- The Festival for the Eno highlights the impact that climate change and urbanization is having on the Eno and the communities through presentations and other creative activities.
Engage with community partners to advocate for the protection of the Eno River and the communities that depend on it.
- Proactively identify 2-5 community organizations and potential advocacy partners annually to build relationships and partnerships that will reduce ecological and cultural injustice.
- Reduce silos between community partners by joining, establishing, or convening regular check-ins, working groups, or strategy sessions including leading an active Land Use and Advocacy Committee and at least 2 additional on-going collaborations annually.
- Mobilize staff, board, and volunteers to engage in civic & business groups in Durham and Orange counties by sponsoring 6-8 talks annually with those groups by the fourth year of this plan.
- Activate the next generation by engaging with 3-5 public schools annually by the third year of the plan, and offering graduated Science, Technology, Engineering and Math (STEM) and environmental education experiences that culminate in participants taking action and educating their own communities.
- Proactively participate in monthly activities starting in the first year of the plan that build relationships with individuals, elected officials, and entities that influence land use decisions to support ecological conservation and the protection of cultural & historical values.
- The Festival for the Eno annually highlights at least one major area of advocacy for the Association and the Eno River community.
- Through the Festival for the Eno 3-10 members are recruited to the Land Use and Advocacy committee annually and at least 5% of attendees are added to the Association’s advocacy member list.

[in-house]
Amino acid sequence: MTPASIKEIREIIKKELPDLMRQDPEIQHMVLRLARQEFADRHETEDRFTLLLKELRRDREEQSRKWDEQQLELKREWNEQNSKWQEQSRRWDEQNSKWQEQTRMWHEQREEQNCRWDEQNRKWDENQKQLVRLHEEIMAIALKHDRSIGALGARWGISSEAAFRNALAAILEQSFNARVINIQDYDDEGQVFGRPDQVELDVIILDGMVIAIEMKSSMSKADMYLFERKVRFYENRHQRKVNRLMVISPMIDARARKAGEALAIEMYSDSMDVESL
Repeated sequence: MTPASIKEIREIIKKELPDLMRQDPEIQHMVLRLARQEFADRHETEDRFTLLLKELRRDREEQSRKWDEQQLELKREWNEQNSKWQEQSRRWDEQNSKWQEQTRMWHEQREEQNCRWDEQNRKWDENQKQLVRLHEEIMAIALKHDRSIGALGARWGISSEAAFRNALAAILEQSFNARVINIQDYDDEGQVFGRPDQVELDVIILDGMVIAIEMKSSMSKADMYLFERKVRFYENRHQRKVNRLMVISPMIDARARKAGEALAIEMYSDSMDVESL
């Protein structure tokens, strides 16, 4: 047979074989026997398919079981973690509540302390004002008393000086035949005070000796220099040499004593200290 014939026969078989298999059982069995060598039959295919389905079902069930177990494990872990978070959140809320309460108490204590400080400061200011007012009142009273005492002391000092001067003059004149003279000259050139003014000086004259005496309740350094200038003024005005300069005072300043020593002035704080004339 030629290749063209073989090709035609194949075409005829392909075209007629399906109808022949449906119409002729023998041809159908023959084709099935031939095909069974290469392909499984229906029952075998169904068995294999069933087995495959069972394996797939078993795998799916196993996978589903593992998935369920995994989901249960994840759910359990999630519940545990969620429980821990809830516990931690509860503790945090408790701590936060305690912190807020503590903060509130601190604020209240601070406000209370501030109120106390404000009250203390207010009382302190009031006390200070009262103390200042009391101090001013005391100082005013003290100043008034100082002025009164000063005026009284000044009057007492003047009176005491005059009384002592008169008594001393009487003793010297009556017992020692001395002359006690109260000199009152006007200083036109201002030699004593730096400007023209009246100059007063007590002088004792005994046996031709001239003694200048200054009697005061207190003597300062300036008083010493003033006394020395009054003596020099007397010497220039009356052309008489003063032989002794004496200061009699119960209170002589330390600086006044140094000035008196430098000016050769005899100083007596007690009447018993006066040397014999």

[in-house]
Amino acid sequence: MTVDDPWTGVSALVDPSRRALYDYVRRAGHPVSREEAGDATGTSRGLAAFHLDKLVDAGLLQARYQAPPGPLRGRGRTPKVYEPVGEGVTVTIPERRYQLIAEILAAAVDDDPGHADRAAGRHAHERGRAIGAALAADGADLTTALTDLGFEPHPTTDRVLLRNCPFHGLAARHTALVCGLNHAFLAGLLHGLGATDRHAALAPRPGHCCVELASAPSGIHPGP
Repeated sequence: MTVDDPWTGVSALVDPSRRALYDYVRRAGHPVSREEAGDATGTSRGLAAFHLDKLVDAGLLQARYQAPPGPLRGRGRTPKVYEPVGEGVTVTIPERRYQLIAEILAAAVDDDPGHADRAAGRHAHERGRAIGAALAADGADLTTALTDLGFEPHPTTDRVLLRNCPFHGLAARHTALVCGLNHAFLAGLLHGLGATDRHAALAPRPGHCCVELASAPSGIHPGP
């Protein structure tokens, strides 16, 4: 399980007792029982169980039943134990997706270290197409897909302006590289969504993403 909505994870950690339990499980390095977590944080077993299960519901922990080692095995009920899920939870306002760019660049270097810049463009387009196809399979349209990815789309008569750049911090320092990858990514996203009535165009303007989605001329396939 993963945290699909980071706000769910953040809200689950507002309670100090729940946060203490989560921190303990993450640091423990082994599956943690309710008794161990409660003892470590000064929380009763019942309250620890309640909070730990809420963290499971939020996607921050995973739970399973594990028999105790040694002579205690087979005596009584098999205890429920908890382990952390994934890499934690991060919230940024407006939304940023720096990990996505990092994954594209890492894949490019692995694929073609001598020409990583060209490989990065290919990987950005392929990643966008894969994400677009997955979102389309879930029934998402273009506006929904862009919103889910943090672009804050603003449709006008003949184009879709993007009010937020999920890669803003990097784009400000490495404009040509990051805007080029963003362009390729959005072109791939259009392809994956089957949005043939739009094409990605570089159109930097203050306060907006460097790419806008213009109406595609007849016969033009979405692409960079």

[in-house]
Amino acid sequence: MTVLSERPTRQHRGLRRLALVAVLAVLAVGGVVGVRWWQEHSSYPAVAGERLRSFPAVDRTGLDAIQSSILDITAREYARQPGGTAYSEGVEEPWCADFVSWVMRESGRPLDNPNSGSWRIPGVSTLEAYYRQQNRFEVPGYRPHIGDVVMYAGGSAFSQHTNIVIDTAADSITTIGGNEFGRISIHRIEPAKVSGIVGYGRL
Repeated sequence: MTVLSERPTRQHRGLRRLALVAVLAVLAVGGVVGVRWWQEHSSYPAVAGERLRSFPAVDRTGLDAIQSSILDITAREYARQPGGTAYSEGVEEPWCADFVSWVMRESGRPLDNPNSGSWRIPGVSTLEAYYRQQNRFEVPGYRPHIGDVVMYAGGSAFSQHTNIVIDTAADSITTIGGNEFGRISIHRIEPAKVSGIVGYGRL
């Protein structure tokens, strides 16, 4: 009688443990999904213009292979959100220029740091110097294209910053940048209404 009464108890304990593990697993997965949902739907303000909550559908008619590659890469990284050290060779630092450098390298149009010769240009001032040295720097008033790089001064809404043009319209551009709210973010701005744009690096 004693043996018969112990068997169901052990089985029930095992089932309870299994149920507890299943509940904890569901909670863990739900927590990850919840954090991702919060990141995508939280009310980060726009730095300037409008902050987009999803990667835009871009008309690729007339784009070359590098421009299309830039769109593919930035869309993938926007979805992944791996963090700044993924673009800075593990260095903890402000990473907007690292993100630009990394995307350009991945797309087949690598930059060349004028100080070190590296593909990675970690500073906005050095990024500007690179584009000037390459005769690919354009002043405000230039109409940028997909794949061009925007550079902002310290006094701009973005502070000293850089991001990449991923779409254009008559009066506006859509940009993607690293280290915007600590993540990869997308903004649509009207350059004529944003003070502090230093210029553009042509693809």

BOLSTER ORGANIZATION INCLUSIVITY & RESILIENCY
Advance internal practices that support inclusivity, efficiency, adaptability, and ensure organizational and financial sustainability.
- In the first year, evaluate organizational structure and create a Staffing Plan that identifies 3-5 years of personnel gaps, growth opportunities, and succession planning for staff, board, and volunteer committees to support strategic planning goals.
- Within a year, develop a financial plan for supporting the strategic plan, including a 3-5 year capital improvement plan (including property management plan implementation, Eno offices, and Park partner needs), and policies for deferred maintenance and balancing fiscal responsibility with organizational efficiency.
- Develop long-range marketing and communications goals for the Association and a process for creating annual plans to support these goals within the first two years.
- Create growth and sustainability in member-base by investing in and prioritizing lead-generation onsite at parks, through education and outreach programs – especially the Festival for the Eno – and in digital communications, aiming for at least 3,000 new records annually.
- Revise the membership program within three years to reflect inclusive membership levels (advocate, volunteer, and donor) and establish systems for tracking, valuing, communicating with, and recognizing all types of member contributions equitably.
- Grow contributions from individuals to the operating fund to +$750,000 annually by ensuring +50% annual donor retention and +20% new donor growth year-over-year, and by expanding the Sustainer, Wildflower, and Legacy Societies by the end of the plan.
- Provide flexibility for land protection priorities by growing the Margaret Nygard Fund to +$2 million by 2027, equivalent to the Roberta and Herman Brown Land Preservation Fund for Orange County.
- The Festival for the Eno is annually profitable with the net revenue divided to provide 25% to a ‘rainy day’ fund and 75% allocated to supporting the Association.
Foster a positive and inclusive workplace culture that is desirable for exceptional staff and volunteers, and allows them to excel.
- Within three years, revise and improve the employee benefits package to reflect industry-wide leading employee benefits.
- Within one year, revise and improve the employee handbook policies and ensure they reflect the Association’s commitment to inclusivity and equity.
- Within one year, ensure advertising, hiring, and onboarding practices are clearly enumerated and follow best practices for supporting inclusivity and equity.